Among the OpenStack projects getting the most attention here at the OpenStack Summit Paris is the Neutron networking project.
I’ve had the opportunity to dive headfirst into Neutron over the last nine months while writing Learning OpenStack Networking (Neutron), which is available from Packt Publishing. If you were unable to receive a free copy at the OpenStack Summit, you can still get a 30 percent discount using the code “luyLRpSQ” at https://www.packtpub.com/virtualization-and-cloud/learning-openstack-networking-neutron </shameless plug>.
In Juno, the latest OpenStack release, Neutron introduces a host of new features that users have been clamoring for to achieve Nova network parity, including Distributed Virtual Routers (DVR) and High Availability routers using VRRP. These features bring high-availability to the L3 networking layer, albeit in very different ways. While both methods are considered experimental, they can reduce the “single point of failure” that was found in previous implementations of Neutron routers and can ensure consistency and reliability.
Juno also introduces additional support for IPv6. For more information, check out a proposed presentation at http://www.openstack.org/vote-paris/Presentation/ipv6-features-in-openstack-juno-release.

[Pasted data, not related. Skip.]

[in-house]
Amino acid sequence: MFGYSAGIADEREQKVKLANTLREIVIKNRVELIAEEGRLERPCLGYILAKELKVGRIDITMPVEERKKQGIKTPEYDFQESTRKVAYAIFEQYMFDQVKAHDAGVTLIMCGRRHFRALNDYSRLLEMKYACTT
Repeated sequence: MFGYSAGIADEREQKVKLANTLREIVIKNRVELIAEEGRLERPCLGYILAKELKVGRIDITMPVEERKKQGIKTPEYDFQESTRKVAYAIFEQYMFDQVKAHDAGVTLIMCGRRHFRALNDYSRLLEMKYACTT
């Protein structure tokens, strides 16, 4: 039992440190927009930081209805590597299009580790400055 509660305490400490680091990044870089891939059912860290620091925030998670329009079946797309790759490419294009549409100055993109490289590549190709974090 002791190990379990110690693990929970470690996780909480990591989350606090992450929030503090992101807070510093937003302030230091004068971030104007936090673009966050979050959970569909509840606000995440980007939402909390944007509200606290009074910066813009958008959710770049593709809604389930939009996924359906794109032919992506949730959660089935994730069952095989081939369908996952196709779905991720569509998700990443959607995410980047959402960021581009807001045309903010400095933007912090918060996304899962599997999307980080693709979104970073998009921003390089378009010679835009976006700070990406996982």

And that’s not all. While working on the book, we noticed that the previous walkthroughs on the Rackspace Developer site are outdated – they’re made for Grizzly and Havana. We’re working hard to update the walkthroughs and the advanced networking blogs over the next few weeks, so stay tuned. In addition, we’ll also be sharing more information as the Neutron work for OpenStack Kilo progresses this week in Paris.
It’s an incredibly exciting time to be working on Neutron, and I had the pleasure of presenting to a group of enthusiastic OpenStack operators and developers on Wednesday morning. If you’d like to know more about migrating environments from Open vSwitch to LinuxBridge (without additional hardware!), then check out our video here: